…for the Balinese, but also for the energy of the island itself.
Each ceremony performed has a specific intention and is held in accordance with the Balinese calendar. Each ceremony performed has a specific intention and is held in accordance with the Balinese calendar. The Balinese year is about 6.5 months long and the calendar provides information about the predominant energies of the day, which is is important so that ceremonies can be performed without disturbing obstacles on the appropriate day.
There are personal ceremonies, each an important part of a Balinese person’s life: a baby’s three-month ceremony, birthday ceremonies held according to the date of their birth in the Balinese calendar, tooth filing, wedding, and cremation. Then there are various inner cleansing ceremonies, those help people on their way through life.
There are also cleansing ceremonies for specific places.
Significant in the Balinese year is Odalan, the temple consecration ceremonies for the three community temples in each village. These are always celebrated on the day of the original temple consecration, corresponding to the church consecration celebrations in Europe.
The highest holidays are Galungan and Kuningan, during which the ancestors and gods are invited to the worldly realms for 12 days, where they are honored, and then bid farewell.
Both the temple consecration ceremony Odalan and the high holiday Galungan require the cooperation of the whole village, and much preparation. Every household and temple prepares the necessary offerings in the weeks before the ceremony. Well known dances are newly practiced, and the gamelan orchestra rehearses on many evenings, clearly audible in the warm evenings and nights throughout the village.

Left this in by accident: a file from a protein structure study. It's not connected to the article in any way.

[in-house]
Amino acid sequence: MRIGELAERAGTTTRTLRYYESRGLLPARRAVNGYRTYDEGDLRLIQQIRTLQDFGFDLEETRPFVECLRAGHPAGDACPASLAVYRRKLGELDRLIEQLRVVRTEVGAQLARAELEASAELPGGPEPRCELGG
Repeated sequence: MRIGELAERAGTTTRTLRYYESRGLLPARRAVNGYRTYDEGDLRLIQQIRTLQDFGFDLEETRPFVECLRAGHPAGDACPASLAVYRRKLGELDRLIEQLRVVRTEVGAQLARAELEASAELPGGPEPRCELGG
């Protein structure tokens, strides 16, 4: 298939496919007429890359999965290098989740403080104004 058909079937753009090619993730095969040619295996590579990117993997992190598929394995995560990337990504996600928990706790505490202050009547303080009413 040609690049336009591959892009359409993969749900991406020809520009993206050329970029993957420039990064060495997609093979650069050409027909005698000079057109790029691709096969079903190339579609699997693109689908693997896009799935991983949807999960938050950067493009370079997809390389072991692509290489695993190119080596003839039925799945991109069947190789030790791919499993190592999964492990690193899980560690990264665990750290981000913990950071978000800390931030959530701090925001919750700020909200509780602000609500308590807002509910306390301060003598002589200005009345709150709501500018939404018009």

This immense expenditure of time and money is given with gratitude and devotion to “everything that is” or in hinduistic parlance: to the gods. Therefore, it is in fact the devotion of the people that creates the “good energy”.
For those who have trouble understanding that you can feel atmosphere, here is an example. If people often argue in a house and the air feels so thick you can cut it with a knife, the atmosphere feels very different from a house where people treat each other as lovingly as possible and shoulder responsibility together.
There have been several traditions worldwide that respected invisible energies and lived in harmony and balance with them. But this knowledge has been lost in many places, and replaced by new social values that emphasize individual wealth and success – rather than community. One of the few places left where the balance of energies is still collectively ensured is Bali.